4. Tucker RD, J. The Science of Sport: Running Barefoot vs. Shoes. 2010.


06 2010

The Achilles’: Your Weakest Link

by G. John Mullen, DPT 2011 |

Achilles’ tendon injuries have been present since the time of the Greek Gods and Goddesses, (remember Achilles from Greek Mythology?).  Achilles’ is the burly, handsome warrior from the Trojan War legends who could only be harmed by a lethal blow to his Achilles tendon…and the name was born.  Contrary to popular belief, this warrior’s surname was not Pitt.  What we really want to know, however, is how does the Achilles tendon affect us today?

We all witnessed the devastating loss Michigan State suffered to underdog, Butler University, in the men’s NCAA basketball tournament. The Spartans put in a valiant effort despite the season-ending loss of Kalin Lucas, a pivotal player averaging 12.3 points per game.  Lucas tore his Achilles’ tendon during the game against Maryland (tragic, we know). Achilles’ tendon tears are not unique to the collegiate super-athlete; weekend warriors are just as susceptible to Achilles’ tendon tears as the pros.  An Achilles’ tear is debilitating, requiring surgery and extensive rehabilitation in most cases.  Successful surgery and rehabilitation of a torn Achilles’ tendon requires a thorough understanding of the anatomy, cause of the injury, patient’s unique health condition & lifestyle and patient’s athletic activities.  These factors are essential to preventing a re-repture of the tendon.

Stat Fact: Most Achilles’ tears occur 2-6 cm above the Achilles’ insertion into the calcaneus, the heel bone in the foot (3).


The Achilles’ is a complex tendon whose rarity is secondary to the fact that the tendon crosses two joints.  Multi-joint crossing places increased stress on the Achilles’, resulting in the tendon’s high injury rate.  Everyday activities like walking place repeated stress on the tendon.  The tendon is the composite of two muscles in the calf: the gastrocnemius (the medial and lateral heads which cross the back of the knee) and the soleus (the bulk of the calf). The tendon is surrounded by two sheaths (which are called “paratendon” and “mesotenon”).  The mesotenon is responsible for the nourishing blood flow to the tendon.  Diminished blood flow is seen at the bottom of the Achilles’ tendon and is responsible for the high rate of tears in this region. The majority of the tendon is made of Type 1 collagen (4).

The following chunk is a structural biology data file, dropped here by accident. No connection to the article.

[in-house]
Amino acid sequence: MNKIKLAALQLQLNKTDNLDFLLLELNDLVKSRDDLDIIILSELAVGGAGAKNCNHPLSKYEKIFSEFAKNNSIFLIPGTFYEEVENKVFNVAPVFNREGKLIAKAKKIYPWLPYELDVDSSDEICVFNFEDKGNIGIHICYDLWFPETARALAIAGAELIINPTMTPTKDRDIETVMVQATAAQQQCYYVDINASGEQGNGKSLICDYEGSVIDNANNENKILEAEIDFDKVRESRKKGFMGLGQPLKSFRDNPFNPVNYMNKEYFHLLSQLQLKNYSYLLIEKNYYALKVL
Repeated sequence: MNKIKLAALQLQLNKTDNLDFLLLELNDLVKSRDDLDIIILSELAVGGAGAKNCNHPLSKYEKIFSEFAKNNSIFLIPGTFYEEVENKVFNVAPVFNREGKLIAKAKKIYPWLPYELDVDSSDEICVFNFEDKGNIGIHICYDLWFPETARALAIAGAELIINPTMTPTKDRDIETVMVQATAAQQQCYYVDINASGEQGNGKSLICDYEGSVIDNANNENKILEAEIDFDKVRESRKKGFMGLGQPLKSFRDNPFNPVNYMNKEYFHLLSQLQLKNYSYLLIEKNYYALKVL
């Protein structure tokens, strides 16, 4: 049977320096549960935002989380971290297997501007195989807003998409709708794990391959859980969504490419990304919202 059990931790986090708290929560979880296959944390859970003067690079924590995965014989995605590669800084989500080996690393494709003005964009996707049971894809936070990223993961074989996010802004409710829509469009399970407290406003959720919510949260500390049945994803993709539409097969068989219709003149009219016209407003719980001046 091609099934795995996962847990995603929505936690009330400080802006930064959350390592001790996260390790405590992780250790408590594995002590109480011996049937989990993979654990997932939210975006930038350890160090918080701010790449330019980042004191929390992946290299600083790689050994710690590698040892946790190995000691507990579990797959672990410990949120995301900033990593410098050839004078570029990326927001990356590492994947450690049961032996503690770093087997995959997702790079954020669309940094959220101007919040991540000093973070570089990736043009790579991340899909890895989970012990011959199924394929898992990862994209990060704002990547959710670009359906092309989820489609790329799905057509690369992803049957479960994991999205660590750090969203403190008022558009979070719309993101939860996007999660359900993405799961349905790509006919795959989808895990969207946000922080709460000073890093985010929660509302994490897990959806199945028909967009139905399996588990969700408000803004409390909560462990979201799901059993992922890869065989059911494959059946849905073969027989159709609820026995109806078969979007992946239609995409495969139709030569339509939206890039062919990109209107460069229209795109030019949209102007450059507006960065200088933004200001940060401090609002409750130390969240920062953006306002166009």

Stat Fact: The Achilles’ tendon twists in a spiral motion as it wraps around the foot and inserts into the calcaneous.

Types of Achilles’ Tears and Risk Factors

Athletic Achilles’ tears are typically acute injuries caused by a “high rate of loading” associated with specific movements which include landing, pivoting or sweet juke moves on the field…talk about all-time backfires! Acute injuries commonly occur at the distal portion (i.e. the point farthest towards your heel) of the tendon where blood flow is diminished. Out-of-shape athletes returning to high-impact sports make up the largest portion of these injuries.  Trauma from a foreign object is another common cause of an acute Achilles’ tear (i.e. Tonya Harding action to the back of your ankle).  These injuries are not pretty, but if you’ve seen the movie, Saw, you may remember one of the hostages having their Achilles’ sliced to prevent escape.  Uncommon but horrific to say the least.  Tears during motor vehicle crashes are more typical and can be equally debilitating.  Chronic Achilles’ tendon injuries can also eventually lead to tears. Nagging Achilles’ tendonosis (chronic inflammation of the Achilles’ tendon) transforms the molecular properties of the tendinous collagen making the tendon soft and pliable.  Pliability is the Achilles’ kryptonite (not arrows as Hollywood would have you believe)!  As we age, we are more prone to tendon tears.  Two factors lead to increased Achilles’ tears as we age: 1) the transformation that takes place in your tendon’s cartilage and 2) hypovascularity (impaired blood flow) making previously injured, older athletes more prone to Achilles’ tears.

Stat Fact: The Achilles’ tendon is the strongest tendon in the body, absorbing up to 8x our body weight in force during athletic movements (2).

Surgery and Rehabilitation

Surgery is always the last option.  Debate surrounds the efficacy of surgery and rehabilitation in Achilles’ tears.  Studies show conflicting evidence in terms of recovery speed and re-rupture rates for individuals with and without surgery (5). There is further debate on the first phase of rehabilitation for both groups. One theory of rehabilitation promotes 6-8 weeks of immobilization via casting.  Casting is typically done in plantar-flexion (with your foot bent at 90 degrees to your calf) or in the neutral position (imagine your foot’s position as your leg hangs over the edge of the bed).  Immobilization is thought to allow collagen repair following surgery increasing stiffness and strength of the tendon. The other accepted method of rehabilitation is the exact opposite of immobilization: early mobilization. Early mobilization is believed to promote revascularization of the injured tendon. Revascularization is believed to enhance strength (4).  More importantly early mobilization is associated with similar functional gains and a low re-rupture rate (5).  These positive attributes make early mobilization an important variable for surgical and non-surgical treatment of Achilles’ tendon tears.